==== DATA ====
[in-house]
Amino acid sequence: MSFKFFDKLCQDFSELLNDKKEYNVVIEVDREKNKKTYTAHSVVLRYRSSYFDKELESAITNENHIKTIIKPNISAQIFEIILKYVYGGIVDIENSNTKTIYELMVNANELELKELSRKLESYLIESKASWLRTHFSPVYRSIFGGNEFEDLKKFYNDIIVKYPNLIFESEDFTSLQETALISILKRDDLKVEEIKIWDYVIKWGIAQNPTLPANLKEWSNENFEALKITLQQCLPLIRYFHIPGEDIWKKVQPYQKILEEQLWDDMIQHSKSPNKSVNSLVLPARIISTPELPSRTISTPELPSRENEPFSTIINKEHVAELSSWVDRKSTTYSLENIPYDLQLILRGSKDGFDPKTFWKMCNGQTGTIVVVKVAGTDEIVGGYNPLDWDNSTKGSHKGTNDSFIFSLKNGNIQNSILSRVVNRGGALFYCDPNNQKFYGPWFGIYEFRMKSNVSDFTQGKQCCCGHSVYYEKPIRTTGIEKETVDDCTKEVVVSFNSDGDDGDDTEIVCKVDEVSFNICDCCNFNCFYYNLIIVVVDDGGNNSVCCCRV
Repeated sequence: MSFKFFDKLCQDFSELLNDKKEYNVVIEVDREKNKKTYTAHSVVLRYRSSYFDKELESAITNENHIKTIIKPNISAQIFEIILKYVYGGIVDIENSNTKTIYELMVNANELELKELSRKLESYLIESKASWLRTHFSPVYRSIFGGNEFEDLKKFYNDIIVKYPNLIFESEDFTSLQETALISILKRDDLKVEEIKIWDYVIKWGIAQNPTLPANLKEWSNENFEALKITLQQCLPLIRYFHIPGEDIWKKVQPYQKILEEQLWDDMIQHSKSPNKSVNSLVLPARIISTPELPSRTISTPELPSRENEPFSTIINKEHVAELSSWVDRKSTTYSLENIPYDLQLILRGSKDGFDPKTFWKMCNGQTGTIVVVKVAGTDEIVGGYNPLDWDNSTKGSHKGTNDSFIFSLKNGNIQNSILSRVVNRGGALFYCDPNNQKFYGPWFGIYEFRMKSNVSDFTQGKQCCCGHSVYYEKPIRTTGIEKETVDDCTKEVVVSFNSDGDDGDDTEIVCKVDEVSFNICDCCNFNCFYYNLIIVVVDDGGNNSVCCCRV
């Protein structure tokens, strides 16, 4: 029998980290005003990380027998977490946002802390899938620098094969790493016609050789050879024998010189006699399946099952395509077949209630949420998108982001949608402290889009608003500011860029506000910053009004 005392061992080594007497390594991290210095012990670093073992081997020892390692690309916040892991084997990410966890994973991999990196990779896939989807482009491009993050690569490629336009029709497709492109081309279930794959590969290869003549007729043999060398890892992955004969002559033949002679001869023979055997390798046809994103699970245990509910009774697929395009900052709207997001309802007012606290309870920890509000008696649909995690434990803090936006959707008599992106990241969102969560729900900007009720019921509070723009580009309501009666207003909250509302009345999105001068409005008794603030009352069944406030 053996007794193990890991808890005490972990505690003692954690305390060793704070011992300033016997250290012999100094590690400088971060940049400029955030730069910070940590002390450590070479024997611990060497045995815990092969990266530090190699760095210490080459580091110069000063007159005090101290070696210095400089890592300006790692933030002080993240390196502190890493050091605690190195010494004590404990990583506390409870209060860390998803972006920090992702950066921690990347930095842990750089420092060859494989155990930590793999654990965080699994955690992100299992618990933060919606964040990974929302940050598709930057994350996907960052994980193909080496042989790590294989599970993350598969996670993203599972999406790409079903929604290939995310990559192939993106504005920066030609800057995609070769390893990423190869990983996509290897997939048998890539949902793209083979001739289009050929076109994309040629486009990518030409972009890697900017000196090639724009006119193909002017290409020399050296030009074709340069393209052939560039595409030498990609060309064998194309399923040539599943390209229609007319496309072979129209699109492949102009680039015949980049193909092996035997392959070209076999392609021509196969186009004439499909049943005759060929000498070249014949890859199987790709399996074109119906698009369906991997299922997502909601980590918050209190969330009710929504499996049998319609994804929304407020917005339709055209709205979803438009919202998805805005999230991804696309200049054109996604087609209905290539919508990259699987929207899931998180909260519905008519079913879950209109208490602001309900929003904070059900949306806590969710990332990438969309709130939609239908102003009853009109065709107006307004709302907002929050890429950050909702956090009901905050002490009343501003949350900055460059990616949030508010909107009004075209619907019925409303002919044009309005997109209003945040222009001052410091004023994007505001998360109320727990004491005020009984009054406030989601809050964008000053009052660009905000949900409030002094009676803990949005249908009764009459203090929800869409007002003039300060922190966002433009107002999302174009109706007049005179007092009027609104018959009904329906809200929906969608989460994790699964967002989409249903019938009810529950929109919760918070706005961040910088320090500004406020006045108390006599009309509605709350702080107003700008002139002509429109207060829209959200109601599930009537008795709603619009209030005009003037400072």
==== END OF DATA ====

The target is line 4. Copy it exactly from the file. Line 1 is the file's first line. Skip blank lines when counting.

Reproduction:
């Protein structure tokens, strides 16, 4: 029998980290005003990380027998977490946002802390899938620098094969790493016609050789050879024998010189006699399946099952395509077949209630949420998108982001949608402290889009608003500011860029506000910053009004 005392061992080594007497390594991290210095012990670093073992081997020892390692690309916040892991084997990410966890994973991999990196990779896939989807482009491009993050690569490629336009029709497709492109081309279930794959590969290869003549007729043999060398890892992955004969002559033949002679001869023979055997390798046809994103699970245990509910009774697929395009900052709207997001309802007012606290309870920890509000008696649909995690434990803090936006959707008599992106990241969102969560729900900007009720019921509070723009580009309501009666207003909250509302009345999105001068409005008794603030009352069944406030 053996007794193990890991808890005490972990505690003692954690305390060793704070011992300033016997250290012999100094590690400088971060940049400029955030730069910070940590002390450590070479024997611990060497045995815990092969990266530090190699760095210490080459580091110069000063007159005090101290070696210095400089890592300006790692933030002080993240390196502190890493050091605690190195010494004590404990990583506390409870209060860390998803972006920090992702950066921690990347930095842990750089420092060859494989155990930590793999654990965080699994955690992100299992618990933060919606964040990974929302940050598709930057994350996907960052994980193909080496042989790590294989599970993350598969996670993203599972999406790409079903929604290939995310990559192939993106504005920066030609800057995609070769390893990423190869990983996509290897997939048998890539949902793209083979001739289009050929076109994309040629486009990518030409972009890697900017000196090639724009006119193909002017290409020399050296030009074709340069393209052939560039595409030498990609060309064998194309399923040539599943390209229609007319496309072979129209699109492949102009680039015949980049193909092996035997392959070209076999392609021509196969186009004439499909049943005759060929000498070249014949890859199987790709399996074109119906698009369906991997299922997502909601980590918050209190969330009710929504499996049998319609994804929304407020917005339709055209709205979803438009919202998805805005999230991804696309200049054109996604087609209905290539919508990259699987929207899931998180909260519905008519079913879950209109208490602001309900929003904070059900949306806590969710990332990438969309709130939609239908102003009853009109065709107006307004709302907002929050890429950050909702956090009901905050002490009343501003949350900055460059990616949030508010909107009004075209619907019925409303002919044009309005997109209003945040222009001052410091004023994007505001998360109320727990004491005020009984009054406030989601809050964008000053009052660009905000949900409030002094009676803990949005249908009764009459203090929800869409007002003039300060922190966002433009107002999302174009109706007049005179007092009027609104018959009904329906809200929906969608989460994790699964967002989409249903019938009810529950929109919760918070706005961040910088320090500004406020006045108390006599009309509605709350702080107003700008002139002509429109207060829209959200109601599930009537008795709603619009209030005009003037400072």